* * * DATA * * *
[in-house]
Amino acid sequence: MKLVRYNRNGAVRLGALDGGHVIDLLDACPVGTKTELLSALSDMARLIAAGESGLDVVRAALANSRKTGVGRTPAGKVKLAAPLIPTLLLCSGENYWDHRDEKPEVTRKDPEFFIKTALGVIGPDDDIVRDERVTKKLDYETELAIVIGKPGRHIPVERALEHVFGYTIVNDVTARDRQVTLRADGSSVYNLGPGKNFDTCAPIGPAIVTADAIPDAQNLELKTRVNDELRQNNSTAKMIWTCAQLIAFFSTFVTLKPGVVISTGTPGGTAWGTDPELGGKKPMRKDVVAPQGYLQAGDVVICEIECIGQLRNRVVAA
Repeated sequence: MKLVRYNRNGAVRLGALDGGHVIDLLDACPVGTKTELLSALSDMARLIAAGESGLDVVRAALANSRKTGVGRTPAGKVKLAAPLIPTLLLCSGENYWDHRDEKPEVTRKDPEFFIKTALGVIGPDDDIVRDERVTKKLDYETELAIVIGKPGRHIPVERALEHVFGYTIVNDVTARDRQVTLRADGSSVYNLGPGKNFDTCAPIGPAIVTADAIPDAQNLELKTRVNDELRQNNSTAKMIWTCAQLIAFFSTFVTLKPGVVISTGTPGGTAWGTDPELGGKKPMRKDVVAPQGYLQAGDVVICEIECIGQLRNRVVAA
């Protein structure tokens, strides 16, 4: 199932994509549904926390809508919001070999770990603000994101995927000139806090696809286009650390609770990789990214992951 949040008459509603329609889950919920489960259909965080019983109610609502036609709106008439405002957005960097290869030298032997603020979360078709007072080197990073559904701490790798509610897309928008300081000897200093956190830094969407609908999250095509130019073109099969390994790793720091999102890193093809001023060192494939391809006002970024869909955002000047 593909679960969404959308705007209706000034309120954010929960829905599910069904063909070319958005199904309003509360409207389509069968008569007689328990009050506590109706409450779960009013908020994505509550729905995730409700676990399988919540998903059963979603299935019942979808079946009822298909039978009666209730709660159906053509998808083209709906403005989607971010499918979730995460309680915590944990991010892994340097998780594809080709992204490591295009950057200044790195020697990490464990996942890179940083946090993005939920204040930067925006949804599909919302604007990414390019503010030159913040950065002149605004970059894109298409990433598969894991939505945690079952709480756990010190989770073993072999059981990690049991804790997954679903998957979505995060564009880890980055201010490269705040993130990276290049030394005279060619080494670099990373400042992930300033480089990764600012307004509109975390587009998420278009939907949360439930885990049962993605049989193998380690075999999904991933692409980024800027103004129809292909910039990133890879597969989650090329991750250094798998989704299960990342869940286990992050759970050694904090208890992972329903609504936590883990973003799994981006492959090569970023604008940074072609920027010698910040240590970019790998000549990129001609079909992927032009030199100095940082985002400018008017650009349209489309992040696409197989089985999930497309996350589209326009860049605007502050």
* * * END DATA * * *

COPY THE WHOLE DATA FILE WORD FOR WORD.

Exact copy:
[in-house]
Amino acid sequence: MKLVRYNRNGAVRLGALDGGHVIDLLDACPVGTKTELLSALSDMARLIAAGESGLDVVRAALANSRKTGVGRTPAGKVKLAAPLIPTLLLCSGENYWDHRDEKPEVTRKDPEFFIKTALGVIGPDDDIVRDERVTKKLDYETELAIVIGKPGRHIPVERALEHVFGYTIVNDVTARDRQVTLRADGSSVYNLGPGKNFDTCAPIGPAIVTADAIPDAQNLELKTRVNDELRQNNSTAKMIWTCAQLIAFFSTFVTLKPGVVISTGTPGGTAWGTDPELGGKKPMRKDVVAPQGYLQAGDVVICEIECIGQLRNRVVAA
Repeated sequence: MKLVRYNRNGAVRLGALDGGHVIDLLDACPVGTKTELLSALSDMARLIAAGESGLDVVRAALANSRKTGVGRTPAGKVKLAAPLIPTLLLCSGENYWDHRDEKPEVTRKDPEFFIKTALGVIGPDDDIVRDERVTKKLDYETELAIVIGKPGRHIPVERALEHVFGYTIVNDVTARDRQVTLRADGSSVYNLGPGKNFDTCAPIGPAIVTADAIPDAQNLELKTRVNDELRQNNSTAKMIWTCAQLIAFFSTFVTLKPGVVISTGTPGGTAWGTDPELGGKKPMRKDVVAPQGYLQAGDVVICEIECIGQLRNRVVAA
């Protein structure tokens, strides 16, 4: 199932994509549904926390809508919001070999770990603000994101995927000139806090696809286009650390609770990789990214992951 949040008459509603329609889950919920489960259909965080019983109610609502036609709106008439405002957005960097290869030298032997603020979360078709007072080197990073559904701490790798509610897309928008300081000897200093956190830094969407609908999250095509130019073109099969390994790793720091999102890193093809001023060192494939391809006002970024869909955002000047 593909679960969404959308705007209706000034309120954010929960829905599910069904063909070319958005199904309003509360409207389509069968008569007689328990009050506590109706409450779960009013908020994505509550729905995730409700676990399988919540998903059963979603299935019942979808079946009822298909039978009666209730709660159906053509998808083209709906403005989607971010499918979730995460309680915590944990991010892994340097998780594809080709992204490591295009950057200044790195020697990490464990996942890179940083946090993005939920204040930067925006949804599909919302604007990414390019503010030159913040950065002149605004970059894109298409990433598969894991939505945690079952709480756990010190989770073993072999059981990690049991804790997954679903998957979505995060564009880890980055201010490269705040993130990276290049030394005279060619080494670099990373400042992930300033480089990764600012307004509109975390587009998420278009939907949360439930885990049962993605049989193998380690075999999904991933692409980024800027103004129809292909910039990133890879597969989650090329991750250094798998989704299960990342869940286990992050759970050694904090208890992972329903609504936590883990973003799994981006492959090569970023604008940074072609920027010698910040240590970019790998000549990129001609079909992927032009030199100095940082985002400018008017650009349209489309992040696409197989089985999930497309996350589209326009860049605007502050």